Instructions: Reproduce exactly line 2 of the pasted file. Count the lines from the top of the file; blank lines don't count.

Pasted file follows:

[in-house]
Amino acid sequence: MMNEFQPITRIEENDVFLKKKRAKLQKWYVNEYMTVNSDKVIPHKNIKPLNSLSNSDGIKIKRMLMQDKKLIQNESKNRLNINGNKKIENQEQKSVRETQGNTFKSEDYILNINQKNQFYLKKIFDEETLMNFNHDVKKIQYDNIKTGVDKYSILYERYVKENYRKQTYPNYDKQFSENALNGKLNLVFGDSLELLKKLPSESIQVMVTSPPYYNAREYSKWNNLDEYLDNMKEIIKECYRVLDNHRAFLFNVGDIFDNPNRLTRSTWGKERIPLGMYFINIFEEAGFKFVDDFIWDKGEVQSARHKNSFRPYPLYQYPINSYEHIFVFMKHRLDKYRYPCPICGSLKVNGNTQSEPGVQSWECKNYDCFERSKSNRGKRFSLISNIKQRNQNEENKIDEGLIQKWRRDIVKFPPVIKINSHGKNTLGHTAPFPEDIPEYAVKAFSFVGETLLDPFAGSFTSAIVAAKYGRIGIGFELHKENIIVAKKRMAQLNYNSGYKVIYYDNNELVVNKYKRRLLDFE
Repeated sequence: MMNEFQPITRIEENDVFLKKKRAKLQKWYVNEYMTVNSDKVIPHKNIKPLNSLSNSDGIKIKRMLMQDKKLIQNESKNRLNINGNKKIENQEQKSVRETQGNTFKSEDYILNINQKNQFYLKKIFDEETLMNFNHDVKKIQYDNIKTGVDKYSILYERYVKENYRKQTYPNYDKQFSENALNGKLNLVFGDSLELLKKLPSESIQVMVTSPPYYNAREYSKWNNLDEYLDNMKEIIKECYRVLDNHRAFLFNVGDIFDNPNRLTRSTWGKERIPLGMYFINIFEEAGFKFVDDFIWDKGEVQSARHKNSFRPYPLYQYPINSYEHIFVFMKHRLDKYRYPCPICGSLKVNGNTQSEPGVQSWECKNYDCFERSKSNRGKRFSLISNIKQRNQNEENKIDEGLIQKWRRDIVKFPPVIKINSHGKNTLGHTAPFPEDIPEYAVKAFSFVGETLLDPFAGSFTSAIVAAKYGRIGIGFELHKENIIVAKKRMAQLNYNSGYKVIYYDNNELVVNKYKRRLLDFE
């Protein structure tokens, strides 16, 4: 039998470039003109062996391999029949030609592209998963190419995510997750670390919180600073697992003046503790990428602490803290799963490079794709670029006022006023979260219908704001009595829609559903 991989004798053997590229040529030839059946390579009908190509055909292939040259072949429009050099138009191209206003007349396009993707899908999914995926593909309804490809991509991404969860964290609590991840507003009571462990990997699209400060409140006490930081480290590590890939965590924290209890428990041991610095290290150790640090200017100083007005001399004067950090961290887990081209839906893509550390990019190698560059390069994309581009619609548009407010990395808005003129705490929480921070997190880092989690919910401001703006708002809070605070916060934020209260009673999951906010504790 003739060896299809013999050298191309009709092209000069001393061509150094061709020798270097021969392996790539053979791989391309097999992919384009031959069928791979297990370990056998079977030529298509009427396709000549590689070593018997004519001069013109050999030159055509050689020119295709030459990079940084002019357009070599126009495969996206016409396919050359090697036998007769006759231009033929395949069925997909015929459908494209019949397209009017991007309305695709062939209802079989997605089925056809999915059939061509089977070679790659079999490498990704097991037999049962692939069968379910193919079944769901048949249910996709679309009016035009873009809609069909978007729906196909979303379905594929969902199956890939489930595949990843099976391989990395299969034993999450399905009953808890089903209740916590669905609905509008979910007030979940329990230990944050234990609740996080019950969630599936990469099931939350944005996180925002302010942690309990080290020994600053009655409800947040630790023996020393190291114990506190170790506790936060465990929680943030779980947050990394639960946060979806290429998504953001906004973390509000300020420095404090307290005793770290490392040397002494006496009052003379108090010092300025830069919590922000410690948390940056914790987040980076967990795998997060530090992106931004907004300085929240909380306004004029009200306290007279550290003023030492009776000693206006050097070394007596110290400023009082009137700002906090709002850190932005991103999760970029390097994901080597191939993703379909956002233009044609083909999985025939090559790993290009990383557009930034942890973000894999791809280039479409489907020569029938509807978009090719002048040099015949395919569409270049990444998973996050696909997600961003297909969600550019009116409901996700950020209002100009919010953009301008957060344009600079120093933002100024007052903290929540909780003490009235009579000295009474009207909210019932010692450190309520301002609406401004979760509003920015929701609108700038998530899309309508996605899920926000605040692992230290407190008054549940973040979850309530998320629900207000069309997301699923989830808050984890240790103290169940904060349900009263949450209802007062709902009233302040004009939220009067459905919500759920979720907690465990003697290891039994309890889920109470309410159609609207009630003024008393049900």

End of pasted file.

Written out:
Amino acid sequence: MMNEFQPITRIEENDVFLKKKRAKLQKWYVNEYMTVNSDKVIPHKNIKPLNSLSNSDGIKIKRMLMQDKKLIQNESKNRLNINGNKKIENQEQKSVRETQGNTFKSEDYILNINQKNQFYLKKIFDEETLMNFNHDVKKIQYDNIKTGVDKYSILYERYVKENYRKQTYPNYDKQFSENALNGKLNLVFGDSLELLKKLPSESIQVMVTSPPYYNAREYSKWNNLDEYLDNMKEIIKECYRVLDNHRAFLFNVGDIFDNPNRLTRSTWGKERIPLGMYFINIFEEAGFKFVDDFIWDKGEVQSARHKNSFRPYPLYQYPINSYEHIFVFMKHRLDKYRYPCPICGSLKVNGNTQSEPGVQSWECKNYDCFERSKSNRGKRFSLISNIKQRNQNEENKIDEGLIQKWRRDIVKFPPVIKINSHGKNTLGHTAPFPEDIPEYAVKAFSFVGETLLDPFAGSFTSAIVAAKYGRIGIGFELHKENIIVAKKRMAQLNYNSGYKVIYYDNNELVVNKYKRRLLDFE